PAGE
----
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Patents and IP for the startup founder (pasadena connect week) 2018.10.23

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On October 23, 2018 CRASH Space hosted Ben Kuo and Stephen Vegh at Pasadena Connect week to discuss Patents and Intellectual Property (IP) for the Startup Founder.

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Patents and IP for the startup founder (pasadena connect week) 2018.10.23

  1. 1. Patents and IP for the Startup Founder Benjamin P. Kuo, Esq. Stephen Z. Vegh, Esq. © 2018 Patents by Benasaur / Vegh IP Legal In partnership with Crash Space Pasadena Connect Week / Innovate Pasadena
  2. 2. Benjamin Kuo: Brief Background • Patents by Benasaur: Solo law practice in the L.A. area • 10 years attorney experience, specializing in patent and trademark prosecution, focusing primarily on smaller companies and startups and consulting with practitioners on USPTO issues • USPTO Patent Examiner for 3 years in software networking (TC 2400), licensed before USPTO since 2010 • Background in computer science and fluent in Mandarin Chinese © 2018 Patents by Benasaur
  3. 3. The Fine Print • Disclaimer – This presentation does not create an attorney- client relationship; no information will be deemed privileged or confidential – Use information at your own risk, and attorney cannot predict or guarantee results. • The slides and presentation media will be available online © 2018 Patents by Benasaur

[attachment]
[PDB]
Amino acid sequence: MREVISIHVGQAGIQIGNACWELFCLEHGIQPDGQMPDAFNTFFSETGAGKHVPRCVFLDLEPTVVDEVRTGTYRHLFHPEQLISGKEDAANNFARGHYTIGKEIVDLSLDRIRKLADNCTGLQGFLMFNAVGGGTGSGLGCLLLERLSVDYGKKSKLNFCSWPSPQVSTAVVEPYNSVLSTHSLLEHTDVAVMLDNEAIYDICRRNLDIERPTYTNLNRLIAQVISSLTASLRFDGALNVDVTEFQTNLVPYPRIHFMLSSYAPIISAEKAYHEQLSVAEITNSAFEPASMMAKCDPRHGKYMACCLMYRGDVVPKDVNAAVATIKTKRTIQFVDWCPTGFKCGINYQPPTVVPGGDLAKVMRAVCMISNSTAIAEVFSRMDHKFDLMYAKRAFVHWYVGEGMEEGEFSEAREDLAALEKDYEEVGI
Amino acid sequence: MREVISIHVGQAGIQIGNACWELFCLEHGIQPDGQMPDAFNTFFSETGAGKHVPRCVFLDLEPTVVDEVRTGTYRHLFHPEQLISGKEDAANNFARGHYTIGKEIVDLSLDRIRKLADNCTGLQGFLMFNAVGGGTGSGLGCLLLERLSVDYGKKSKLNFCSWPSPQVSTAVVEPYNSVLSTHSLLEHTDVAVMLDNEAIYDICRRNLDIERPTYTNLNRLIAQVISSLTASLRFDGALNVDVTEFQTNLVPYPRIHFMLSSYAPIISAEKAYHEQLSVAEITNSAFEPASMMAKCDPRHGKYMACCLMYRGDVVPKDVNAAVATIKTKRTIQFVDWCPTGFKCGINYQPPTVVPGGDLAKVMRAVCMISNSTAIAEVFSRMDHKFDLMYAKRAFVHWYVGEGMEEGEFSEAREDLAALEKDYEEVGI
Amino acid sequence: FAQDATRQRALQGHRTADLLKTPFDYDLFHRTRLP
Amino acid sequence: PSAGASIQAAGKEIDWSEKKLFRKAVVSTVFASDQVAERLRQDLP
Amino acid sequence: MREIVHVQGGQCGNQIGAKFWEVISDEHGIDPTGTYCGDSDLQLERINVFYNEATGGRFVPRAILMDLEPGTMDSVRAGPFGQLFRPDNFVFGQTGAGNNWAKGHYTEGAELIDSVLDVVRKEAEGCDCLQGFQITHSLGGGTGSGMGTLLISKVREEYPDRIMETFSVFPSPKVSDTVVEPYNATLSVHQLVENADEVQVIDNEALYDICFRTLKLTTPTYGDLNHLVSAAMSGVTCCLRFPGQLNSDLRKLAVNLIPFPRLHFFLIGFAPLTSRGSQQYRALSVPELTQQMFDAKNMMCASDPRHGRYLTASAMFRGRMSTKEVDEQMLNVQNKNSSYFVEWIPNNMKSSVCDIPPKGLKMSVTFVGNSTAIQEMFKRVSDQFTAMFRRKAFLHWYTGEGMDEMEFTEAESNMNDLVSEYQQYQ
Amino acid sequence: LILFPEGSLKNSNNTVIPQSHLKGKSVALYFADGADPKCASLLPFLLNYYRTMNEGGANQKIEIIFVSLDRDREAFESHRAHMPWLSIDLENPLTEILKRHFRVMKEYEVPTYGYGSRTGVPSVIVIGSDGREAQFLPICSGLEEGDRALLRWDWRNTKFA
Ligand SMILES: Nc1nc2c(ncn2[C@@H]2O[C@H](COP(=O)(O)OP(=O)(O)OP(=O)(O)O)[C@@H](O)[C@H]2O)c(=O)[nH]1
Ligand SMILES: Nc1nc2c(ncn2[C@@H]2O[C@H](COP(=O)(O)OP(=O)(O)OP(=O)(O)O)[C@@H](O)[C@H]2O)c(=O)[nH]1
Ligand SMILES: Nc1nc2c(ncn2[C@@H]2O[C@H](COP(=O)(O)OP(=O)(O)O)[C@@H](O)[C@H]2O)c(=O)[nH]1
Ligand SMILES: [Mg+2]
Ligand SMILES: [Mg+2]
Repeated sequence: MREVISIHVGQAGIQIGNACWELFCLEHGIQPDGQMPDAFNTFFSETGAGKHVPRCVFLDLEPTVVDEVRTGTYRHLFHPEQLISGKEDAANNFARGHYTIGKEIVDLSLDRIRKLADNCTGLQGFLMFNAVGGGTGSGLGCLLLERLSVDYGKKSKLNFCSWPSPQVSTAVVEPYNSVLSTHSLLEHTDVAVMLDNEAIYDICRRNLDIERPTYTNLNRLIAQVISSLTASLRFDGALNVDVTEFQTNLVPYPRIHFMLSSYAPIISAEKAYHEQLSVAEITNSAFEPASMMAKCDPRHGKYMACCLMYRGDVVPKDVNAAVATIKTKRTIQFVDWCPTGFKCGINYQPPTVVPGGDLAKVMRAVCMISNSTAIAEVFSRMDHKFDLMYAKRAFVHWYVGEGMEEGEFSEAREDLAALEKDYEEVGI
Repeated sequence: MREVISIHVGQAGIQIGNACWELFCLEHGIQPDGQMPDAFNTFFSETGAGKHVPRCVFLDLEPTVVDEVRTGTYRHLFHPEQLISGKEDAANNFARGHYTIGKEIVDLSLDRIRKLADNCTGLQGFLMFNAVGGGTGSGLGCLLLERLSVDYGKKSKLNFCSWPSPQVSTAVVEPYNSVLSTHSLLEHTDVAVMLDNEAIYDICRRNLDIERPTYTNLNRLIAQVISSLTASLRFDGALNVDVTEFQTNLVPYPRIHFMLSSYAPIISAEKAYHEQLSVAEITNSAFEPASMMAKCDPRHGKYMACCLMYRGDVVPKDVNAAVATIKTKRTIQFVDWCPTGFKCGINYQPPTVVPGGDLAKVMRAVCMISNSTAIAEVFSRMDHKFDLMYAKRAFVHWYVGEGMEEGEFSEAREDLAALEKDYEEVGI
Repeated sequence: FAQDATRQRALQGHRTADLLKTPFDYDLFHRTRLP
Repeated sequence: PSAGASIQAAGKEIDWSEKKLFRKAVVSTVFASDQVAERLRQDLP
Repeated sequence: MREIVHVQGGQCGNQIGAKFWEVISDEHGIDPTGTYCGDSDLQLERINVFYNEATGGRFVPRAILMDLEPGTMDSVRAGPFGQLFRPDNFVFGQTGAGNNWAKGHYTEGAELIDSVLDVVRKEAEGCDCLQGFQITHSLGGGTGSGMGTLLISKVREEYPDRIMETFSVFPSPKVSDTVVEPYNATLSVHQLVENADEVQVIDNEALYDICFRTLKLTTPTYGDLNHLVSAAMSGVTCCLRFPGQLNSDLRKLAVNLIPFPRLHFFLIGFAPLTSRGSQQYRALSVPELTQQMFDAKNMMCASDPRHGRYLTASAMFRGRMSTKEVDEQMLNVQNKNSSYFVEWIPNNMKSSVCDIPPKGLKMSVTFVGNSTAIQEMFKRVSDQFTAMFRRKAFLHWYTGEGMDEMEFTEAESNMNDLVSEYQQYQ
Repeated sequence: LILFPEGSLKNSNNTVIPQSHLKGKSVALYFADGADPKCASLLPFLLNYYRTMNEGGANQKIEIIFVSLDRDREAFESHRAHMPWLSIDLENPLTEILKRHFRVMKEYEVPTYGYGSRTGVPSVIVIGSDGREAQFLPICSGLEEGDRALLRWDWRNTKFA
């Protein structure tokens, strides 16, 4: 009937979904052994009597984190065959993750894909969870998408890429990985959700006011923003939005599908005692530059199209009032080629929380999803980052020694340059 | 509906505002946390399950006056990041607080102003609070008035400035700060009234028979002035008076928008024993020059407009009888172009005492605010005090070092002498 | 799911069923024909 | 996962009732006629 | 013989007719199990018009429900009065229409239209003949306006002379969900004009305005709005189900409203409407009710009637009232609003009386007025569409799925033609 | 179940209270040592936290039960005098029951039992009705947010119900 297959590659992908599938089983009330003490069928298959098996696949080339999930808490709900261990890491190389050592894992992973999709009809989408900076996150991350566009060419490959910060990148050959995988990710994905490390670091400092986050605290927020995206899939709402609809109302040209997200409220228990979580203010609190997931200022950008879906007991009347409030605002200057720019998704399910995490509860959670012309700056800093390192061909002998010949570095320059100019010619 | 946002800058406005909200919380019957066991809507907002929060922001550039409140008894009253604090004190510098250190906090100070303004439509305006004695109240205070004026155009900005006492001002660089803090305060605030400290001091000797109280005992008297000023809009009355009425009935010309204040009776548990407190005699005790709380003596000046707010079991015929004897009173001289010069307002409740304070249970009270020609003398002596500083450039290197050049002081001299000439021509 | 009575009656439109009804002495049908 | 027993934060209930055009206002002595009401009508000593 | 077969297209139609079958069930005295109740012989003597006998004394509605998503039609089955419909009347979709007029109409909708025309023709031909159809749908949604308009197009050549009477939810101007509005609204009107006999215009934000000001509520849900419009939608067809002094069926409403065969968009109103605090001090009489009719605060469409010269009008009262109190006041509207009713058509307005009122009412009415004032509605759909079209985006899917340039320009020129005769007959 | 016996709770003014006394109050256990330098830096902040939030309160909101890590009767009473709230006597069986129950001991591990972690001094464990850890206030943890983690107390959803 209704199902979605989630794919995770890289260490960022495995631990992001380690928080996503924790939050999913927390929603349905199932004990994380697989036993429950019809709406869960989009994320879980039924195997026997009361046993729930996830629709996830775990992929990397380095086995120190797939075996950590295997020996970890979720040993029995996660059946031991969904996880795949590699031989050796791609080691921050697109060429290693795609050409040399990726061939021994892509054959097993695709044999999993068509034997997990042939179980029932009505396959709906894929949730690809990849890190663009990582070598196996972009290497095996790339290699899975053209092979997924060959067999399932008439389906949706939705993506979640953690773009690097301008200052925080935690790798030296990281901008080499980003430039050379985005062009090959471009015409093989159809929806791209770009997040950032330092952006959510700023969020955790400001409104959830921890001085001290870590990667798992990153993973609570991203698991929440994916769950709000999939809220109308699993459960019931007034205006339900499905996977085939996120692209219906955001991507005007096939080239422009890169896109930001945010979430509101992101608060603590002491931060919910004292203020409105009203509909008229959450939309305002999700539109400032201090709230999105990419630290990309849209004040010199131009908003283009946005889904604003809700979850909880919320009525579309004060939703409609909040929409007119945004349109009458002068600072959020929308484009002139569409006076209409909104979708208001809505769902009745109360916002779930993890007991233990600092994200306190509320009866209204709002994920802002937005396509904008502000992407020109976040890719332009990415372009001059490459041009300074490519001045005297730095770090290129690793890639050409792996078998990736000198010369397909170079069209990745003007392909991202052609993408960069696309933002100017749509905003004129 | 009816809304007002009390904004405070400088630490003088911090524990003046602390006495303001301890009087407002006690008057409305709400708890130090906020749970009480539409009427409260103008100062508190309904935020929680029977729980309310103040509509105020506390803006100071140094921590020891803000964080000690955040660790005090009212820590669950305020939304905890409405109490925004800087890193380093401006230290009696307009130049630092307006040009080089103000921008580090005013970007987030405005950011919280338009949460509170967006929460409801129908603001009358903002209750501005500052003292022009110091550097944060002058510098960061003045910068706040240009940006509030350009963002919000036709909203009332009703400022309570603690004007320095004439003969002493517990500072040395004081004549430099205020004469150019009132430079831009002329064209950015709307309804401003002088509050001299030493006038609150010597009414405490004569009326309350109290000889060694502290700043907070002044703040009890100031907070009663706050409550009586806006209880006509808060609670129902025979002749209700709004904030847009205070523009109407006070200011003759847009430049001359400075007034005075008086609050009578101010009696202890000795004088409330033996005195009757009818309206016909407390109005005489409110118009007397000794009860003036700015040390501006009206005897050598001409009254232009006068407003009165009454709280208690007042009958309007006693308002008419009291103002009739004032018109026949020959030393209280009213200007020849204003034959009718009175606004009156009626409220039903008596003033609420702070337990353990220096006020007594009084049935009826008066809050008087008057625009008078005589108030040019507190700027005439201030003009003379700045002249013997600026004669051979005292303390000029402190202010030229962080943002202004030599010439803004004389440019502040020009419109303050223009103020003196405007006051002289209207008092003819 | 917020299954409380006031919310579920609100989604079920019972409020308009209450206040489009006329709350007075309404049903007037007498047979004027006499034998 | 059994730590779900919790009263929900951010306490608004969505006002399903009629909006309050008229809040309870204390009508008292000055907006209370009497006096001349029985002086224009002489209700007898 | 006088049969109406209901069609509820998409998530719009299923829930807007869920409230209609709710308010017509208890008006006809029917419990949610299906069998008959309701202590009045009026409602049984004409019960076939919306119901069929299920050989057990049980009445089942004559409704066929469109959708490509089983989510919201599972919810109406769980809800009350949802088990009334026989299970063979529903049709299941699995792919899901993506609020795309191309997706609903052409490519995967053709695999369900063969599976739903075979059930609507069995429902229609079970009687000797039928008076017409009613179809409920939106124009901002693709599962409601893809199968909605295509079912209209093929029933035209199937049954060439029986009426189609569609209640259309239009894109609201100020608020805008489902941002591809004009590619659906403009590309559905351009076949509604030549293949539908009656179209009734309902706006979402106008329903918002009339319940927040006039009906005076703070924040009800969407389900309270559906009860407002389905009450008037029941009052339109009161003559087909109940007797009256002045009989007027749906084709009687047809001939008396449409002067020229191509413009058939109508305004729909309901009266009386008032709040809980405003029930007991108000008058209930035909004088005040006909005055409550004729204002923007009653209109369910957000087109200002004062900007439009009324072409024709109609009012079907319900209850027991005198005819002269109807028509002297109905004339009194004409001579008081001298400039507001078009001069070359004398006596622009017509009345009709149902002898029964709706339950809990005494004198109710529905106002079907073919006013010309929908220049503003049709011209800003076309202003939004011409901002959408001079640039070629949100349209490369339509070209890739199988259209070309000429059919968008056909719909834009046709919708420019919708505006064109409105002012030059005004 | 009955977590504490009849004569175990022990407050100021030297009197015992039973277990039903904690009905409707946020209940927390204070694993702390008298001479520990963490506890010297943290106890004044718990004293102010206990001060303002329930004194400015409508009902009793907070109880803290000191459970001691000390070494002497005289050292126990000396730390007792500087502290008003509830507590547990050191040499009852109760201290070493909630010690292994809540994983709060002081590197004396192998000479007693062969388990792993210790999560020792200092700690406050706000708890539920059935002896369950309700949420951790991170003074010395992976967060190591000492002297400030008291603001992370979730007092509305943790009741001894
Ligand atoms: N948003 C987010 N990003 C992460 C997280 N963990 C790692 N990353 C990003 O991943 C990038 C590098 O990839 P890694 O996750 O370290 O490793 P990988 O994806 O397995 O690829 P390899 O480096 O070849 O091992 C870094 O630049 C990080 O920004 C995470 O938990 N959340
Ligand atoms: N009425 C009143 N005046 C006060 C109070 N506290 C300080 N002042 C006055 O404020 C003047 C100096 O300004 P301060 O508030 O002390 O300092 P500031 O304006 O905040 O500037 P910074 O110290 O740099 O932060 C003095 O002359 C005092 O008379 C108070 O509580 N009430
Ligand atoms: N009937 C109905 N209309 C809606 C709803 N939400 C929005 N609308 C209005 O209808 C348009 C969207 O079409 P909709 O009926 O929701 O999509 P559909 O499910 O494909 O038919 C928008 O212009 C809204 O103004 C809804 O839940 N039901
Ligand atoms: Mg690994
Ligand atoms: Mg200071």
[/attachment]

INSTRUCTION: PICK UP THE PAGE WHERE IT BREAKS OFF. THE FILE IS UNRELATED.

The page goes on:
4. 4. What are not patents? • Trademarks and unfair competition – Name of your business, product, or service (McDonald’s, Nike, Apple) – Registration from the USPTO affords the strongest protection; common law rights otherwise – When you think of a name, you should do a search and talk to an expert about mark strength – Common pitfalls: not doing a search; picking a weak mark; failing to do something about a confusingly similar mark; playing off of someone else’s mark © 2018 Patents by Benasaur
  5. 5. What are not patents (2)? • Copyrights – A right to a creative work (photos, videos, sound, music, writings, graphics, computer code) – Registration with the Copyright office allows you to sue – Pitfalls: Accidentally incorporating someone else’s IP into your recording; source code is easily reverse engineered (and is fair use) • Trade secrets – Some types of know-how are easily copied with little consequence (ex. Coke recipe) – Choosing between trade secrets and patents © 2018 Patents by Benasaur